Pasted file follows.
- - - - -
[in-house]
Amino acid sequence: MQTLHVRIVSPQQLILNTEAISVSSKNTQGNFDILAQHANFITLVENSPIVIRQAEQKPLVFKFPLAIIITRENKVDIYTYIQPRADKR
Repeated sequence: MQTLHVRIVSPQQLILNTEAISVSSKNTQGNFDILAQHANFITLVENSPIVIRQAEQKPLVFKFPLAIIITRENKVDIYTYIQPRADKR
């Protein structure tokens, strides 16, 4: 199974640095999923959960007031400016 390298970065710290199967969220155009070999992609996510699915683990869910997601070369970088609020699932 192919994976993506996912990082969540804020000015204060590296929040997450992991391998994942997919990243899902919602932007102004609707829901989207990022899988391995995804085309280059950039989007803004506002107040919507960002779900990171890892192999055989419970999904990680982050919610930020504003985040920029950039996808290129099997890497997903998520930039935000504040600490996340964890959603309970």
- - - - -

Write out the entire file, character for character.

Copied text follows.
[in-house]
Amino acid sequence: MQTLHVRIVSPQQLILNTEAISVSSKNTQGNFDILAQHANFITLVENSPIVIRQAEQKPLVFKFPLAIIITRENKVDIYTYIQPRADKR
Repeated sequence: MQTLHVRIVSPQQLILNTEAISVSSKNTQGNFDILAQHANFITLVENSPIVIRQAEQKPLVFKFPLAIIITRENKVDIYTYIQPRADKR
């Protein structure tokens, strides 16, 4: 199974640095999923959960007031400016 390298970065710290199967969220155009070999992609996510699915683990869910997601070369970088609020699932 192919994976993506996912990082969540804020000015204060590296929040997450992991391998994942997919990243899902919602932007102004609707829901989207990022899988391995995804085309280059950039989007803004506002107040919507960002779900990171890892192999055989419970999904990680982050919610930020504003985040920029950039996808290129099997890497997903998520930039935000504040600490996340964890959603309970």